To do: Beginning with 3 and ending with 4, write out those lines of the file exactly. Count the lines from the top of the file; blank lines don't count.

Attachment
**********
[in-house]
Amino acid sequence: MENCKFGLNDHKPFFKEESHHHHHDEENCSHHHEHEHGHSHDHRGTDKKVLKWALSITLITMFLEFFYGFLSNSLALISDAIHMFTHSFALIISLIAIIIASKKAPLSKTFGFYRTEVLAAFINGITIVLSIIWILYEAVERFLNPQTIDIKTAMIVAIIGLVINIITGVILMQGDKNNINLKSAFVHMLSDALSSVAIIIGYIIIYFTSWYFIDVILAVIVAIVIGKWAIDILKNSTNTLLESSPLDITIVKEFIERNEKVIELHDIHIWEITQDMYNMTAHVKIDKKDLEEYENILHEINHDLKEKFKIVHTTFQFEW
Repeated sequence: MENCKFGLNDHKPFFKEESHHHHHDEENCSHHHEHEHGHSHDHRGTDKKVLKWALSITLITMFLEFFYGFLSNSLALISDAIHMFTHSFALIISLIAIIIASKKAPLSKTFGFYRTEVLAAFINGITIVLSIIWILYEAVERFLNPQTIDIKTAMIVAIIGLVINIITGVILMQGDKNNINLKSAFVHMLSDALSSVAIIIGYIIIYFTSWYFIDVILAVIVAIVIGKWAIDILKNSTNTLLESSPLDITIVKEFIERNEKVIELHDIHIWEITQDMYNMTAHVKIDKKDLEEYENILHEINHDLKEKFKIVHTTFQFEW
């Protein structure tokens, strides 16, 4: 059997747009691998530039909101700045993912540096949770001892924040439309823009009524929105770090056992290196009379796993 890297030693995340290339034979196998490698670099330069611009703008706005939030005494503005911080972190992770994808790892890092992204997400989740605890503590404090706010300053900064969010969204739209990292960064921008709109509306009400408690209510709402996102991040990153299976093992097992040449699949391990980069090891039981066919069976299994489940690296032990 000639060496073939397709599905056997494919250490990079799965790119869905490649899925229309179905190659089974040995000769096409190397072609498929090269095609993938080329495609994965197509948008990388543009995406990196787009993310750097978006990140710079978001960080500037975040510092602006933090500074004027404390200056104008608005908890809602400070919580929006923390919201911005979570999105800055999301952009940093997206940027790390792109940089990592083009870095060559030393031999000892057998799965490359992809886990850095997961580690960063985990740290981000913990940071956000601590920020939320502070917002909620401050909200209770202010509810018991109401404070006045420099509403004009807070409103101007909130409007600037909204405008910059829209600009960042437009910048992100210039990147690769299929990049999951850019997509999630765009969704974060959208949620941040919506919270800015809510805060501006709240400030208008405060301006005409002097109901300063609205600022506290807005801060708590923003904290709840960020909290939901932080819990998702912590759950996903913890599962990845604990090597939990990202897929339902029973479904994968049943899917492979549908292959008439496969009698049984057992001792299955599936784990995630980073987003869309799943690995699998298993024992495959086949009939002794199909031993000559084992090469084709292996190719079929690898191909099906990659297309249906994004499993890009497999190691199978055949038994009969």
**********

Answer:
Repeated sequence: MENCKFGLNDHKPFFKEESHHHHHDEENCSHHHEHEHGHSHDHRGTDKKVLKWALSITLITMFLEFFYGFLSNSLALISDAIHMFTHSFALIISLIAIIIASKKAPLSKTFGFYRTEVLAAFINGITIVLSIIWILYEAVERFLNPQTIDIKTAMIVAIIGLVINIITGVILMQGDKNNINLKSAFVHMLSDALSSVAIIIGYIIIYFTSWYFIDVILAVIVAIVIGKWAIDILKNSTNTLLESSPLDITIVKEFIERNEKVIELHDIHIWEITQDMYNMTAHVKIDKKDLEEYENILHEINHDLKEKFKIVHTTFQFEW
């Protein structure tokens, strides 16, 4: 059997747009691998530039909101700045993912540096949770001892924040439309823009009524929105770090056992290196009379796993 890297030693995340290339034979196998490698670099330069611009703008706005939030005494503005911080972190992770994808790892890092992204997400989740605890503590404090706010300053900064969010969204739209990292960064921008709109509306009400408690209510709402996102991040990153299976093992097992040449699949391990980069090891039981066919069976299994489940690296032990 000639060496073939397709599905056997494919250490990079799965790119869905490649899925229309179905190659089974040995000769096409190397072609498929090269095609993938080329495609994965197509948008990388543009995406990196787009993310750097978006990140710079978001960080500037975040510092602006933090500074004027404390200056104008608005908890809602400070919580929006923390919201911005979570999105800055999301952009940093997206940027790390792109940089990592083009870095060559030393031999000892057998799965490359992809886990850095997961580690960063985990740290981000913990940071956000601590920020939320502070917002909620401050909200209770202010509810018991109401404070006045420099509403004009807070409103101007909130409007600037909204405008910059829209600009960042437009910048992100210039990147690769299929990049999951850019997509999630765009969704974060959208949620941040919506919270800015809510805060501006709240400030208008405060301006005409002097109901300063609205600022506290807005801060708590923003904290709840960020909290939901932080819990998702912590759950996903913890599962990845604990090597939990990202897929339902029973479904994968049943899917492979549908292959008439496969009698049984057992001792299955599936784990995630980073987003869309799943690995699998298993024992495959086949009939002794199909031993000559084992090469084709292996190719079929690898191909099906990659297309249906994004499993890009497999190691199978055949038994009969």